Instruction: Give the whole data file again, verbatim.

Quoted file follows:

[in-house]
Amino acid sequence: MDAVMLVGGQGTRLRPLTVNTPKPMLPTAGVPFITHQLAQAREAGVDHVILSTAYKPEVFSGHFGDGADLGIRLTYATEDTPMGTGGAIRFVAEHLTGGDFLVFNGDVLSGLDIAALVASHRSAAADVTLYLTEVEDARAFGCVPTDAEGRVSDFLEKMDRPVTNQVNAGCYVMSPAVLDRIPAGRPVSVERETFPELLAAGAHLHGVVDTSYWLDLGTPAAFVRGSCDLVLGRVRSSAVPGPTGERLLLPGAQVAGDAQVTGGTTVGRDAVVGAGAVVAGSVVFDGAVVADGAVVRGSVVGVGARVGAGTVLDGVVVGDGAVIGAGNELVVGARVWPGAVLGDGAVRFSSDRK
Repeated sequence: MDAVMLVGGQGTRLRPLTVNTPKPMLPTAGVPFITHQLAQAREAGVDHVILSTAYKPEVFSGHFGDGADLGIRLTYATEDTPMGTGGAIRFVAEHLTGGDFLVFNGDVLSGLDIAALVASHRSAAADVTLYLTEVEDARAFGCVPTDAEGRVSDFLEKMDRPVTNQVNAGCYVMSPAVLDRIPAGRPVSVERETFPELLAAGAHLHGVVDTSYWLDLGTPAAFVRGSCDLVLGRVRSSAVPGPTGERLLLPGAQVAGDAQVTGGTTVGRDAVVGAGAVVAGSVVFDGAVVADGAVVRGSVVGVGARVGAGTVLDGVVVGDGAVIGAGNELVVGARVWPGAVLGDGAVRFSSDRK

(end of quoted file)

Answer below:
[in-house]
Amino acid sequence: MDAVMLVGGQGTRLRPLTVNTPKPMLPTAGVPFITHQLAQAREAGVDHVILSTAYKPEVFSGHFGDGADLGIRLTYATEDTPMGTGGAIRFVAEHLTGGDFLVFNGDVLSGLDIAALVASHRSAAADVTLYLTEVEDARAFGCVPTDAEGRVSDFLEKMDRPVTNQVNAGCYVMSPAVLDRIPAGRPVSVERETFPELLAAGAHLHGVVDTSYWLDLGTPAAFVRGSCDLVLGRVRSSAVPGPTGERLLLPGAQVAGDAQVTGGTTVGRDAVVGAGAVVAGSVVFDGAVVADGAVVRGSVVGVGARVGAGTVLDGVVVGDGAVIGAGNELVVGARVWPGAVLGDGAVRFSSDRK
Repeated sequence: MDAVMLVGGQGTRLRPLTVNTPKPMLPTAGVPFITHQLAQAREAGVDHVILSTAYKPEVFSGHFGDGADLGIRLTYATEDTPMGTGGAIRFVAEHLTGGDFLVFNGDVLSGLDIAALVASHRSAAADVTLYLTEVEDARAFGCVPTDAEGRVSDFLEKMDRPVTNQVNAGCYVMSPAVLDRIPAGRPVSVERETFPELLAAGAHLHGVVDTSYWLDLGTPAAFVRGSCDLVLGRVRSSAVPGPTGERLLLPGAQVAGDAQVTGGTTVGRDAVVGAGAVVAGSVVFDGAVVADGAVVRGSVVGVGARVGAGTVLDGVVVGDGAVIGAGNELVVGARVWPGAVLGDGAVRFSSDRK